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Rep. Blackburn: “It’s Wrong To Deny Creators And Innovators The Fruits Of Their Labor”
Author:  MPAA
Date:  07/11/2013

In an op-ed in Tuesday’s The Hill, Rep. Marsha Blackburn (R-Tenn.) urges the government to strengthen the foundation of American innovation, arguing that intellectual property rights are essential to fostering economic growth.

As Rep. Blackburn points out, strengthening intellectual property laws would do more than ensure economic profit – it would protect the individual rights of the millions of people employed by the creative industries to benefit from their hard work. Strong IP rights foster innovation and support U.S. industries that, according to a report released last year by the Chamber of Commerce, provide more than 50 million jobs to Americans.

Blackburn writes, in part:

America has always been a society that rewards good ideas and protects property rights in a free-market capitalist system, not one premised on permission-less innovation where others can free-ride or take someone’s creation without even asking.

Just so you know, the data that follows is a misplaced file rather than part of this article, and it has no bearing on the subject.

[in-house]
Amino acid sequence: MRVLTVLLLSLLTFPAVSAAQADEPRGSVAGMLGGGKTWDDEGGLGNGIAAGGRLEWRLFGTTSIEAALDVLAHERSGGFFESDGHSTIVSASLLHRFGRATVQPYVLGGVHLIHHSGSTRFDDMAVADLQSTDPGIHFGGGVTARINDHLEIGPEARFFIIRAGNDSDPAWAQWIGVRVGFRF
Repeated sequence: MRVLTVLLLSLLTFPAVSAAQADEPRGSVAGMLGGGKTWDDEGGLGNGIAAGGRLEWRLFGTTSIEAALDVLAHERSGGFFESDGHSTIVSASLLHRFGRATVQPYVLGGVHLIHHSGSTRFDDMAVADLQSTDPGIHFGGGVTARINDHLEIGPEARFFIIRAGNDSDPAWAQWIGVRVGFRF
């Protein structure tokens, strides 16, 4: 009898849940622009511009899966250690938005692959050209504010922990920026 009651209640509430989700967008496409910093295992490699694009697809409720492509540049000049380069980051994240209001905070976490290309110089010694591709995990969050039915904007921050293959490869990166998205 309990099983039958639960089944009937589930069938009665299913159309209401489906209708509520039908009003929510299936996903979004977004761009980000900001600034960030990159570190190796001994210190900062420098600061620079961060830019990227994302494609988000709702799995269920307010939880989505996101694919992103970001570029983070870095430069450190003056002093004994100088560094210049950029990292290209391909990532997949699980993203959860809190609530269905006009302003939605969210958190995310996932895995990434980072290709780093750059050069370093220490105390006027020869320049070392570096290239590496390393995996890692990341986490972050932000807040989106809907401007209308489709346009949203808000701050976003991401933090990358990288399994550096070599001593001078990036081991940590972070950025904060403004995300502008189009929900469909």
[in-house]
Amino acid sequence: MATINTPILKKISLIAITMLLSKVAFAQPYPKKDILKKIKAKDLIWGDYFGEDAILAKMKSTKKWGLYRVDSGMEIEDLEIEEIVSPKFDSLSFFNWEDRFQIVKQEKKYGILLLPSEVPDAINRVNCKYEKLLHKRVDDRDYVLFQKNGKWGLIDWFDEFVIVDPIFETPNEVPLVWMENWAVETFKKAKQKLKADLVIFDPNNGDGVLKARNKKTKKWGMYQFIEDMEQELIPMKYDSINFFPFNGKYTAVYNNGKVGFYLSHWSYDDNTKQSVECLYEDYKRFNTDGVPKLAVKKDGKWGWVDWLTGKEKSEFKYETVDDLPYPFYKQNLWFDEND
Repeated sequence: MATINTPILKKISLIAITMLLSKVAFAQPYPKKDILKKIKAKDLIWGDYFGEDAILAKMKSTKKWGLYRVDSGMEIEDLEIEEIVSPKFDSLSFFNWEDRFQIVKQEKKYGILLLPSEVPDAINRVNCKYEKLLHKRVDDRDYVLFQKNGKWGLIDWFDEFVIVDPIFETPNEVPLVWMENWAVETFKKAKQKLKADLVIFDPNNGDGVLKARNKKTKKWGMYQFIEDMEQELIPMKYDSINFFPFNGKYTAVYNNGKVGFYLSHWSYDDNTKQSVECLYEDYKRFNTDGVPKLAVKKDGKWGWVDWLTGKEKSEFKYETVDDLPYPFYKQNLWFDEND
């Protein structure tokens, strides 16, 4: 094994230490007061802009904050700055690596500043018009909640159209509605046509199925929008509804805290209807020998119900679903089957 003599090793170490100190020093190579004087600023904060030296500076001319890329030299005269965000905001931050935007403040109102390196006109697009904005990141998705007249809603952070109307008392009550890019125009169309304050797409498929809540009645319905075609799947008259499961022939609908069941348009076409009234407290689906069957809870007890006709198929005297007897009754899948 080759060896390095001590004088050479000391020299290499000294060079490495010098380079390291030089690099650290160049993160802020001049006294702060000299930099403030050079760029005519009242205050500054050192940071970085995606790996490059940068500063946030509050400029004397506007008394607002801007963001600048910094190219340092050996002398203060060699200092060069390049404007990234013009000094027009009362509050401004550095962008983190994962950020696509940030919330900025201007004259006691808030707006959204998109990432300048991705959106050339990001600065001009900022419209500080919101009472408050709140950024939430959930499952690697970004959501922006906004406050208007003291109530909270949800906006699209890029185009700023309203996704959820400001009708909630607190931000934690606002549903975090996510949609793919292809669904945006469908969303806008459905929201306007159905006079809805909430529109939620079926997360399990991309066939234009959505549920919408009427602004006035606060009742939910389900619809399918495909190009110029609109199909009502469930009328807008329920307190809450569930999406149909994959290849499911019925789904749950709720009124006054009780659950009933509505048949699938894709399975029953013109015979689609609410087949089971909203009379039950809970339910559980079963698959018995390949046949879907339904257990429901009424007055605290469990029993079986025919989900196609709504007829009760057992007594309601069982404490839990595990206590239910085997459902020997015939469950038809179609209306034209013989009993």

It’s wrong to deny creators and innovators the fruits of their labor or to deprive them of their individual right to profit for the work they legitimately create.

Calling for real action rather than more rhetoric, Blackburn says we must collectively “do more than just offer reports that include the typical feel-good language: ‘transparency,’ ‘fair use,’ ‘coordination,’ and ‘voluntary initiatives.’” She continues:

Instead of rehashing buzz terms and talking points, we need to institute a national strategy that puts Americans’ private property rights and the rule of law at the forefront. If we don’t, countries like China and India will have no problem taking advantage [of] our failures to fight for what is rightfully ours.

Creative industries like film and television production rely on the safeguards of intellectual property laws to create new jobs and protect the wages of employees.  As Rep. Blackburn makes clear, in an increasingly global economy, we cannot afford to leave ourselves economically vulnerable.